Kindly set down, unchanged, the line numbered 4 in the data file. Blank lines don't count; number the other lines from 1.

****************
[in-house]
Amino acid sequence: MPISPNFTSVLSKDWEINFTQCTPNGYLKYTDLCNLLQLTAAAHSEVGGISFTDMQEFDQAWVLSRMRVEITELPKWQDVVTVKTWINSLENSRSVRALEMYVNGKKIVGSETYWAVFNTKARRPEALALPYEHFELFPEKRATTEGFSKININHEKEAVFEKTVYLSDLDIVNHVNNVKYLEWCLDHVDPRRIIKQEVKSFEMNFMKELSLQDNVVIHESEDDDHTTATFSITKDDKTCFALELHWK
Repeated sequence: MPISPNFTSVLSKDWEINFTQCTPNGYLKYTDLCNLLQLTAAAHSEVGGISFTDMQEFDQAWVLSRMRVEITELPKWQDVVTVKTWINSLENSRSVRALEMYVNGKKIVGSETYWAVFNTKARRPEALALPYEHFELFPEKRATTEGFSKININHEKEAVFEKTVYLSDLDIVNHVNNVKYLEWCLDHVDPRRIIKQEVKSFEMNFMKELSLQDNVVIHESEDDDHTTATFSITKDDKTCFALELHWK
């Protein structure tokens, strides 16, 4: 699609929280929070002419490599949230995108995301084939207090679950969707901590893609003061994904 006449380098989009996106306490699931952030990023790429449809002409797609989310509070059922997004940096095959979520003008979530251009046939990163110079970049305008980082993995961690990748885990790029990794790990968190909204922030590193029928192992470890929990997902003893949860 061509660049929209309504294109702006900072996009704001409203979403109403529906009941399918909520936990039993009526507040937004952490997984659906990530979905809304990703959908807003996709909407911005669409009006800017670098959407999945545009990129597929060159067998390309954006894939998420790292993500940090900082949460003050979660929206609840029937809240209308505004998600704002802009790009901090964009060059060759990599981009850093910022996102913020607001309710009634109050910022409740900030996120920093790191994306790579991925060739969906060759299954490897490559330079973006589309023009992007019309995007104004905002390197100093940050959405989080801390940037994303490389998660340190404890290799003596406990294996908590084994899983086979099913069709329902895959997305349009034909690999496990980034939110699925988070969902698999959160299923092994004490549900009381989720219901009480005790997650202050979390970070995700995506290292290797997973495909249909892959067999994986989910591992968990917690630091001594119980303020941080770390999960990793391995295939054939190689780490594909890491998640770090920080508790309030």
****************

């Protein structure tokens, strides 16, 4: 699609929280929070002419490599949230995108995301084939207090679950969707901590893609003061994904 006449380098989009996106306490699931952030990023790429449809002409797609989310509070059922997004940096095959979520003008979530251009046939990163110079970049305008980082993995961690990748885990790029990794790990968190909204922030590193029928192992470890929990997902003893949860 061509660049929209309504294109702006900072996009704001409203979403109403529906009941399918909520936990039993009526507040937004952490997984659906990530979905809304990703959908807003996709909407911005669409009006800017670098959407999945545009990129597929060159067998390309954006894939998420790292993500940090900082949460003050979660929206609840029937809240209308505004998600704002802009790009901090964009060059060759990599981009850093910022996102913020607001309710009634109050910022409740900030996120920093790191994306790579991925060739969906060759299954490897490559330079973006589309023009992007019309995007104004905002390197100093940050959405989080801390940037994303490389998660340190404890290799003596406990294996908590084994899983086979099913069709329902895959997305349009034909690999496990980034939110699925988070969902698999959160299923092994004490549900009381989720219901009480005790997650202050979390970070995700995506290292290797997973495909249909892959067999994986989910591992968990917690630091001594119980303020941080770390999960990793391995295939054939190689780490594909890491998640770090920080508790309030």